Barnardos said they were committed to portraying their work in an honest and factual way so that supporters would be able to gain an insight into the work they did and how their money would be spent. They said the case study referred to in the mailing was the story of a real girl, supported by a Barnardo's project in Southampton, who had been abused by her uncle and gang raped at the age of nine. They said that story was, unfortunately, representative of the children with who they worked. They said their work with children and young people was always challenging and sometimes disturbing. Although that reality could be upsetting, they said they never exaggerated the story a child had told them and as such merely conveyed the truth of their work to potential donors.
They said sexual exploitation was a difficult and sensitive issue and 'Marie's' case study was hard hitting. They said they had recognised that and therefore gave recipients three opportunities to stop reading if they wished to. They pointed out that the title of the mailing gave a warning about the sensitive nature of its contents and later paragraphs provided warnings about the specific subject matter. Barnardo's maintained that the mailing did not include graphic details of the rape. They said the diary extract did include more information about it but they were mindful of the sensitive nature of the story and therefore did not replicate the diary in its entirety and omitted some of the more graphic and shocking entries. They said although the mailing referred to "being held down" and mentioned rape more than once, no further details were mentioned. They believed that did not constitute a graphic description. They also pointed out that they had chosen not to use any images in the mailing.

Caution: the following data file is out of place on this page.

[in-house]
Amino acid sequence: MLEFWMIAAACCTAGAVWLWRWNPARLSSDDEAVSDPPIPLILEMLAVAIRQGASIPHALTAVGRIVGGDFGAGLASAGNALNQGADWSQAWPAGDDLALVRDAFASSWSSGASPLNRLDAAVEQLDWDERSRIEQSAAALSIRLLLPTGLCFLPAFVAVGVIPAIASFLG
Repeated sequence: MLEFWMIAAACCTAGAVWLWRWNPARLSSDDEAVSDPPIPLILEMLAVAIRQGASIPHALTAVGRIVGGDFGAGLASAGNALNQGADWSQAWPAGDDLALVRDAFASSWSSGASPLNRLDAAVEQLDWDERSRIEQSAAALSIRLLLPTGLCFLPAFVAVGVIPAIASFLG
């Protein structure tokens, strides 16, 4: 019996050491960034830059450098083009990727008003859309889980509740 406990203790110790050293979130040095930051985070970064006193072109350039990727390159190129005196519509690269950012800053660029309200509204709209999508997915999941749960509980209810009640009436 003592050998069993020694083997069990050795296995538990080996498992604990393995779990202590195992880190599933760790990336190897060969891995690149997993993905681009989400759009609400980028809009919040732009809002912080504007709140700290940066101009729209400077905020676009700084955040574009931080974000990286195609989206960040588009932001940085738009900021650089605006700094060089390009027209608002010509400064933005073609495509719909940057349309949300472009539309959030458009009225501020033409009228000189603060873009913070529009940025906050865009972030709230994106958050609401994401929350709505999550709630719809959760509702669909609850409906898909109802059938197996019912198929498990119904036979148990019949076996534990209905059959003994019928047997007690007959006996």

They said the subject matter featured in the mailing was very much within the public domain and pointed out that stories about sexual exploitation and rape regularly appeared in national newspapers, television news, documentaries and other TV programmes.